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I began this series of blogs on “my truths” with an introduction to the project and then explored “My Truth One (that modern agriculture is not sustainable).”  My second truth examined the tension between public good and private benefit. The third blog in the series looked at how leadership becomes disconnected from others, and the forth looks at how “busyness” keeps us from the truth. This fifth post is my last blog post for 2012 and examines the last of the series of “my truths.”

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My Truth Five:. . .  the quest for sustainability may be the best hope for public universities, the farming communities we love, and perhaps for ourselves –  but this quest must be founded upon a strong sense of humility.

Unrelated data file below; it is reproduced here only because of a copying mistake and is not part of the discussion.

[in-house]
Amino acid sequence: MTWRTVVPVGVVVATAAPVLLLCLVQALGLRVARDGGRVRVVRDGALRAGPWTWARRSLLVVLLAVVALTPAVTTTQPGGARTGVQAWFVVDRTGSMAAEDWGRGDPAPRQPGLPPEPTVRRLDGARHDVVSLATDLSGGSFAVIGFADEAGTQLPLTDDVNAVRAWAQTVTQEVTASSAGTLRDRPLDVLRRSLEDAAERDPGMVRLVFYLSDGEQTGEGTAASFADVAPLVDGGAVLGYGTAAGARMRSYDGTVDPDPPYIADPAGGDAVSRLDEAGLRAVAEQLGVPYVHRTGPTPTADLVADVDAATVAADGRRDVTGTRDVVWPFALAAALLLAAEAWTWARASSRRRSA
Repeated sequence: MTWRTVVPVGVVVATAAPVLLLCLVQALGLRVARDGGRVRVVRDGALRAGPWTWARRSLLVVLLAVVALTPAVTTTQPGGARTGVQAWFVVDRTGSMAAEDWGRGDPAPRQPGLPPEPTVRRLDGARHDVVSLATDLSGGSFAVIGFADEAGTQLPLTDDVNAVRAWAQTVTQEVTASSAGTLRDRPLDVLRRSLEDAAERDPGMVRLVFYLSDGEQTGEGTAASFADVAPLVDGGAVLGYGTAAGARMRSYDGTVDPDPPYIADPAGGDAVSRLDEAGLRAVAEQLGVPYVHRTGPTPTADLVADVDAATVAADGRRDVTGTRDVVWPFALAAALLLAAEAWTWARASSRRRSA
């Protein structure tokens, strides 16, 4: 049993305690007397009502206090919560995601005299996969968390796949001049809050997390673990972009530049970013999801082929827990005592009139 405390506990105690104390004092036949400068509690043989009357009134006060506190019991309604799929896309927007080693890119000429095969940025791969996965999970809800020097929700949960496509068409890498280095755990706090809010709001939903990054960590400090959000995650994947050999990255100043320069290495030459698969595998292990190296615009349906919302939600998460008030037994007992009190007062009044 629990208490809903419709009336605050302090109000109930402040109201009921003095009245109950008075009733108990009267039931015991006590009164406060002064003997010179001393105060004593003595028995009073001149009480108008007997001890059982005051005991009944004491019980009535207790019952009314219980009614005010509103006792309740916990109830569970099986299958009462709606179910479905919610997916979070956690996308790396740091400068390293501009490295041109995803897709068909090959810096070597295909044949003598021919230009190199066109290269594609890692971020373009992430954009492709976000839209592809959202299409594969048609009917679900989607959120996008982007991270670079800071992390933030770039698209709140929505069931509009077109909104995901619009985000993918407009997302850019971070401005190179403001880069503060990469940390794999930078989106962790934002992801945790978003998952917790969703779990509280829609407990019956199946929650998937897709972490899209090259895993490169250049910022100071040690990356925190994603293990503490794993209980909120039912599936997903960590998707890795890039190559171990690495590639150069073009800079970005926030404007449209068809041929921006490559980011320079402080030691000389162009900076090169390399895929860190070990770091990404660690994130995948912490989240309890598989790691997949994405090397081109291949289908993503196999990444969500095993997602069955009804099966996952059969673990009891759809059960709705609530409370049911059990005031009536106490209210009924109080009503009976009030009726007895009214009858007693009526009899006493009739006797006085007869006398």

This “truth” had much support in the survey.  About 87% of the respondents choose either strong or full agreement.  Public universities badly need a bold idea to focus our energy and rebuild hope –  and thus “save ourselves from human cleverness“.

The public agricultural universities that should contribute to a more sustainable food and farming system are perceived by many to be part of the problem.  The American public has questioned the credibility of land grant universities because of the seemingly close relationship they maintain with the world of business.  The response to this criticism has been that that university research contributes to economic growth and business is the engine of growth.  And this appears to be partly true, at least in the short term.  But universities should also think beyond the short-term economic growth.  One respondent wrote:

“A country’s strength and standing in the world community should be measured by the health of its ecosystems…”